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MongoDB 2.8 and MongoDB on AWS

MongoDB 2.8 and MongoDB on AWS

A few notes about running MongoDB on AWS

79c320d5af1feee21c58b8cb21692d38?s=128

Randall Hunt

December 05, 2014
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  1. © 2014 Amazon.com, Inc. and its affiliates. All rights reserved.

    May not be copied, modified, or distributed in whole or in part without the express consent of Amazon.com, Inc. December 05, 2014 | SFO AWS Pop Up Loft MongoDB on AWS J. Randall Hunt, AWS @jrhunt
  2. MongoDB

  3. Assumptions • You're familiar with MongoDB • You've run production

    workloads with MongoDB • You're familiar with NoSQL vocabulary • If you have questions ask them now.
  4. Disclaimer • I don't work for MongoDB • Some of

    this could be wrong • Run all benchmarks yourself! • Test your workloads now
  5. MongoDB 2.8 Major Changes • Pluggable Storage Engines • Collection

    Level Locking • Larger Replica Set Support • Better Authentication Methods • Better Query Introspection • Toolchain rewritten in Go
  6. Pluggable Storage Engine • Wired Tiger: – Storage engine written

    for modern hardware – Focuses on efficient use of RAM • MMAPv1 – Default, traditional – Collection Level Locking – What you're used to
  7. Wired Tiger • Mixed storage formats (B-tree, column, LSM) •

    non-blocking access and write implementations • no in-pace updates • use cache resources • compression choices
  8. Wired Tiger Compression storage: dbPath: "/data/wt_snappy" engine: "wiredTiger"

  9. Wired Tiger Compression, zlib storage: dbPath: "/ssd/db/wt_zlib" engine: "wiredTiger" wiredTiger:

    collectionConfig: "block_compressor=zlib"
  10. Larger Replica Set Support • Replicasets can now have 50

    members • Still only 7 voting members • Replica set code rewritten, many more tests • More stable (in my tests)
  11. SCRAM-SHA1 Authentication • Salted Challenge Response Authentication Mechanism • SASL

    mechanism • RFC 5802 • Even if data is taken damage is limited
  12. Query Introspection • .explain() works on every operation • .explain()

    provides detailed information about query planner
  13. Entire Toolchain Re-written In Go • https://github.com/mongodb/mongo-tools/ • bsondump (explore

    bson files) • mongoimport/export (csv/json import/export) • mongodump/restore (bson import/export) • mongostat (monitor servers or clusters) • mongofiles (IO for gridfs) • mongooplog (replay oplog entries) • mongotop (like top for mongod)
  14. MMS Automation https://docs.mms.mongodb.com/tutorial/configure-aws-settings/

  15. Running On AWS

  16. AWS Marketplace • https://aws.amazon.com/marketplace/cp/MongoDB/ • Free (still pay for instances)

    • Tested • Optimized
  17. CloudFormation Templates • https://github.com/crcsmnky/aws-cfn-mongodb • Not terribly up to date

    • Doesn't work in every region • Infrastructure as code! • Easy to fork and edit • Good bootstrapping for Chef, Puppet, etc.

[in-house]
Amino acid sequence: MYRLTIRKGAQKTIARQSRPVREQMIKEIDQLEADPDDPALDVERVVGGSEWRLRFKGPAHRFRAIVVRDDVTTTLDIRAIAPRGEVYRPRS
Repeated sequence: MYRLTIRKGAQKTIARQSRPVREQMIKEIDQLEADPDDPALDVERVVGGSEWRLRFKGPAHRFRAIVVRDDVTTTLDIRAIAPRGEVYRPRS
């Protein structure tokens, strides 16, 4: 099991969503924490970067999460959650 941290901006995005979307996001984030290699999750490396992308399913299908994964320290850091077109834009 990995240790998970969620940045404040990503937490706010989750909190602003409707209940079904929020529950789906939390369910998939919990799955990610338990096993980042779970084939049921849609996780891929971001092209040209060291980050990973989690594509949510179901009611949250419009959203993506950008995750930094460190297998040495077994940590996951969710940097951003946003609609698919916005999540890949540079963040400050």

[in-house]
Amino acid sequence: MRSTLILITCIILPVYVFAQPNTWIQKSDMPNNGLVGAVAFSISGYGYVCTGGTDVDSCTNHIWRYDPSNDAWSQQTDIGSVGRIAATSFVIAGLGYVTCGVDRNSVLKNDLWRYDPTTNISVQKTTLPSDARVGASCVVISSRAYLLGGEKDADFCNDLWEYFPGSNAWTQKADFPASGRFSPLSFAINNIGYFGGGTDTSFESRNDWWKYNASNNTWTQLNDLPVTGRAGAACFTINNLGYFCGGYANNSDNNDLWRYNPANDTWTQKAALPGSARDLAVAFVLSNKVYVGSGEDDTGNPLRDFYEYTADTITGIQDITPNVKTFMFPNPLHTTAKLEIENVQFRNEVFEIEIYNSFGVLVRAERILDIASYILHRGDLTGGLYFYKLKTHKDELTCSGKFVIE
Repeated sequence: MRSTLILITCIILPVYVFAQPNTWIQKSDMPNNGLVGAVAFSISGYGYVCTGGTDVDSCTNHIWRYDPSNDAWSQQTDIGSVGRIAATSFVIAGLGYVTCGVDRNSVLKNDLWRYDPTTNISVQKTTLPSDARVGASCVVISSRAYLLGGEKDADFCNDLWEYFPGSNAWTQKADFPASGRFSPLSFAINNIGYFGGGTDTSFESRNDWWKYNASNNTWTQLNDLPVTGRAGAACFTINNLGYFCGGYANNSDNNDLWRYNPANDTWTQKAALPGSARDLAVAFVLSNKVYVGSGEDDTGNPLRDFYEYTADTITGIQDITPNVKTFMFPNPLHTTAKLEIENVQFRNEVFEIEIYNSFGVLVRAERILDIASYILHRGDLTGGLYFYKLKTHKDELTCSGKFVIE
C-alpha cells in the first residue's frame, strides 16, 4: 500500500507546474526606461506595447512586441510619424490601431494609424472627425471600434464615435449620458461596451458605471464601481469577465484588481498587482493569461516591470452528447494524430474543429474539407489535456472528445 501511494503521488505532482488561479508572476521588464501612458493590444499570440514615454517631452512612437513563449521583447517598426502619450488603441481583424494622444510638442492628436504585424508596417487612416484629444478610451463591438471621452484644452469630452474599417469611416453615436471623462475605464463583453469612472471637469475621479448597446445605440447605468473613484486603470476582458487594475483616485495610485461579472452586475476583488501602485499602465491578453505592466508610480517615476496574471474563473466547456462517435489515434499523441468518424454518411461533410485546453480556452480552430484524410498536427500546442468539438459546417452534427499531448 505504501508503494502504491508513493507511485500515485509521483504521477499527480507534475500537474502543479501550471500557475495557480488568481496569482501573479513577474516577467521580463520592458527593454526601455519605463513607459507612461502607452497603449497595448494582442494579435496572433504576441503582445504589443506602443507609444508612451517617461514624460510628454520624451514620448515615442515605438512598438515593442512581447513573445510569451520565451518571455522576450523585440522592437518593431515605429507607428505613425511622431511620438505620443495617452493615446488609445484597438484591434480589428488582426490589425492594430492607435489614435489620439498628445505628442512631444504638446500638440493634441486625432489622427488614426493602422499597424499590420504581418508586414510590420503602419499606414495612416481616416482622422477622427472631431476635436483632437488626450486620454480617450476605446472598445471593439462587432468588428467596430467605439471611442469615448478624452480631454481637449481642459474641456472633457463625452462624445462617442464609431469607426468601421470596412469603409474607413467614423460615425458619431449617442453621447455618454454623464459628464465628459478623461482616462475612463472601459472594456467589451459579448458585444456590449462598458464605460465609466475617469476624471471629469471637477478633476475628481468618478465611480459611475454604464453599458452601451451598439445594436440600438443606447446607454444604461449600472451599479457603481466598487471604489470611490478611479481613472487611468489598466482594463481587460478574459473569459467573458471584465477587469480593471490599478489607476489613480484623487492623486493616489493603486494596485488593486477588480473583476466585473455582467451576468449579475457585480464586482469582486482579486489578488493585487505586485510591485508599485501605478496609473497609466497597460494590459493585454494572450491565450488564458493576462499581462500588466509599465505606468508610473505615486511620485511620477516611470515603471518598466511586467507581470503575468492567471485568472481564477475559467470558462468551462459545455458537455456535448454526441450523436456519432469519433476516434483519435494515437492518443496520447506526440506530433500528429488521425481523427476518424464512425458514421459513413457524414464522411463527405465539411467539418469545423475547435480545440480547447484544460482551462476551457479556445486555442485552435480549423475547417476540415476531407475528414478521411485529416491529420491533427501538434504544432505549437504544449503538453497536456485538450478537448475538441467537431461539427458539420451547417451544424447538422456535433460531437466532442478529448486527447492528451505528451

18. Runtime Options • Deploy on generic EC2 • Deploy as

    an opsworks stack • Deploy with elastic beanstalk (so cool) • Deploy with EMR integration
  19. Opsworks

  20. Opsworks

  21. Elastic Beanstalk • Autoscale App Servers • Autoscale MongoS •

    Manage application/drivers in one place
  22. Elastic Load Balancer App Server mongos App Server mongos App

    Server mongos MongoDB Cluster Security Group Auto Scaling Group
  23. Elastic Map Reduce • https://github.com/mongodb/mongo-hadoop • MongoDB-Hadoop bi-directional connector •

    Hive and Pig integrations • Works with BSON or live MongoDB
  24. Infrastructure • EIPs • VPC • IAM • Route53 (DNS)

    • CloudWatch
  25. EC2 Instance Types • General Purpose (t2,m3) • Compute Optimized

    (c3) • GPU (G2) • Memory Optimized (R3) • Storage Optimized (I2,HS1)
  26. Sizing Details mongod core process memory, network, storage m3, i2,

    r3 config server sharding metadata low power t2, m3 mongos query router low power deploy with app servers
  27. Replica Set: Highly Available • 5 Servers • 2 Regions

    • 3 AZs
  28. Questions To Ask For Production • How much availability do

    I really need? • How much IO do I really need? • Can I withstand the loss of a zone? of a region? • Where are my users coming from? • What are my security requirements?
  29. Storage Options • EBS – GP2 (fast, burstable, credit system)

    – PIOPS (stable) – Magnetic • Instance – Ephemeral (fast but scary)
  30. Randall's Best Practices

  31. Instance Configuration • Use Amazon Linux on HVM • Install

    from the mongodb repo with yum • Use PIOPS EBS for consistent performance • Use EBS optimized
  32. Storage Settings (more important) • Separate EBS volumes for data,

    log, journal • Use EXT4 or XFS (but XFS can be bad) • Set read ahead to 16k (blockdev --setra) (for EBS volumes only) • No need for RAID 10, just use RAID 0 • Mount noatime, noexec, nodiratime
  33. Networking Settings • set ulimits to max • set TCP

    keepalive to very high • use CNAMEs for servers and configuration so that it's easy to upgrade/add/remove instnaces • Use an IAM mongodb role
  34. Metrics (Cloudwatch + Alerting) • Storage: – Queue depth –

    Read/Write latency
  35. Tips and Tricks • Use a delayed secondary • dump/restore

    won't work in a timely manner for larger deployments, use MMS backup or EBS snapshots instead: https://github.com/msaffitz/ mongolly • Use MMS for everything.
  36. Please give us your feedback on this presentation © 2014

    Amazon.com, Inc. and its affiliates. All rights reserved. May not be copied, modified, or distributed in whole or in part without the express consent of Amazon.com, Inc. #awspopuploft